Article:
The German National Assembly (Bundestag) has now adopted the law for ratifying the Unified Patent Court Agreement (UPCA) with the required majority. As a next step, the Bundesrat, the second chamber, has to approve the law. As the Bundesrat did not have any objections previously, it is likely that the law will pass with the required majority. The next session of the Bundesrat is planned for 18 December 2020, however the schedule of the session is not yet fixed. After the vote of the Bundesrat, the government and the president have formally to sign the law.
It is also likely that a new constitutional complaint will be raised against this law, because the Federal Constitutional Court did not rule on all substantive grounds of the previous complaint in its decision of 13 February 2020, and the FFII (Foundation for a Free Information Infrastructure) announced to do this. This may affect the timeline of the final ratification by Germany.
Overall, in addition to Germany, Belgium*, Bulgaria, Denmark, Estonia*, France, Italy, Latvia, Lithuania, Luxembourg, Malta, Netherlands*, Austria, Portugal, Finland* and Sweden have now ratified the UPCA, raising the bar to 15 States originally wishing to implement the UPCA. Some of them (*) made Declarations and/or Reservations with respect to the UPC Agreement.
While the UK is not part of the European Union any longer (since 31st January 2020), the British government made clear in February 2020 that the UK will not be seeking involvement in the Unified patent system since “participating in a court that applies EU law and is bound by the ECJ is inconsistent with the aims of becoming an independent self-governing nation”.
Consequently, the UK notified the secretariat of the European Council it withdraws its ratification of the Unified Patent Court Agreement on 20 July 2020.
The UPCA will enter into force only the first day after the fourth month after the 13th ratification including the three Member States in which the highest number of European patents had effect in 2012. The ratification of UK being withdrawn, France, Germany and Italy appear now to represent these three member states. France (on March 14, 2014) and Italy (on February 10, 2017) already ratified the UPCA.
In order to bring the UPC fully operational upon the entry into force of the UPCA, a Protocol to the Agreement on a Unified Patent Court on provisional application was signed by 13 (including UK) of the Signatory States of the UPCA.
The provisional application concerns only the institutional, organizational and financial provisions of the UPCA, for example the recruitment of judges, testing of IT systems, but also the so-called “Sunrise” period for early registration of opt-out demands. This Protocol shall enter into force the day after 13 Signatory States of the UPCA have ratified, so giving less than 4 months for the UPC to be fully operational and allowing opt-out demands in these Signatory States.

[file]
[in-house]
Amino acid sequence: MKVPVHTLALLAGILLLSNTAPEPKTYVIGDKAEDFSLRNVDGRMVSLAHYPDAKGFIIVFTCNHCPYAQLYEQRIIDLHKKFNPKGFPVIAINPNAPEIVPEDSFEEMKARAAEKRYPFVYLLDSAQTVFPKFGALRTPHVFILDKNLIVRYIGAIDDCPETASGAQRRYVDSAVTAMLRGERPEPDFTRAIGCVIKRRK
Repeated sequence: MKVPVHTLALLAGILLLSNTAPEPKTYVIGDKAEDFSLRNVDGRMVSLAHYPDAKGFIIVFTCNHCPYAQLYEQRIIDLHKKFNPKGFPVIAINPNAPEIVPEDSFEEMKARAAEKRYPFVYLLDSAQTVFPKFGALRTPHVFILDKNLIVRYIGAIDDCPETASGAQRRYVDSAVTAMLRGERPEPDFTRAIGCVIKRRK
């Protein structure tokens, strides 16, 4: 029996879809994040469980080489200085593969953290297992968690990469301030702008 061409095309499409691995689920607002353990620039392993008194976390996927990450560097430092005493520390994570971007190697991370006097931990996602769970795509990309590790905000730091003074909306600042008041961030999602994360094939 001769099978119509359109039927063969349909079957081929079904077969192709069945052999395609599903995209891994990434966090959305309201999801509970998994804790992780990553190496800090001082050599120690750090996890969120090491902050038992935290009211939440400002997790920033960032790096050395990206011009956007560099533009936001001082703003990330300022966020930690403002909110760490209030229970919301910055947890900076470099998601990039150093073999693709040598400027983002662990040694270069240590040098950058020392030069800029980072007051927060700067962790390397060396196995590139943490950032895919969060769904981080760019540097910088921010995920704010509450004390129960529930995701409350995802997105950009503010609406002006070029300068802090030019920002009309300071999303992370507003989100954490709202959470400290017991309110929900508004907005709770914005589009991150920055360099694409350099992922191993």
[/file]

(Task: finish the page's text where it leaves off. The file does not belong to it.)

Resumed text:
Up to now, only seven Signatory States have ratified or declared to be bound by this Protocol. UK withdrew its consent. It should be noted here that the entry into force of this Protocol should include the ratification of UPCA notably by namely Germany, France and the United Kingdom.
This raises the question of the drafting and signature of a new Protocol or at least an amendment of the recitation of UK in the Protocol to be legally valid.
More generally, thorny questions impact the entry into operation of the Unified Patent System:
- To which extent and by which legal route would it be necessary to amend the UPC package (the two regulations and the international agreement) agreed in 2012 ?
- Where would the London section of the UPC be relocated ? The debate seems to remain open between Italy, the Netherlands, Austria and Ireland, whereas Paris and Munich have both indicated they would be ready to host the section temporarily or permanently.
- What would be the third Member State required to ratify the UPC Agreement in place of the UK ?
In this context, the UPC Preparatory Committee is reported to be examining and defining pragmatic and legally sound solutions to enable the unitary patent system to be functional in a near future.
The entry in force of the UPCA will coincide with the possibility of registering, at the European Patent Office, European Patents with a unitary effect over the states which have ratified the UPCA. Following the announcement of the ratification of the UPCA by the Bundestag, the European Patent Office has immediately reminded that it will be ready to grant the first European Patents with unitary effect as soon as the UPC is ready to start. These unitary patents will be litigated exclusively at the UPC.
The withdrawal of UK from the EU implies that the unitary effect will not extend to the UK (UK will have to be designated and validated as a not participating EPC contracting state such as Switzerland or Turkey). However, it is not clear at this stage if the European Patent Office plans to decrease the cost of the annual renewal fees which will be due for maintaining in force the unitary patent, given the reduced territory it will cover.
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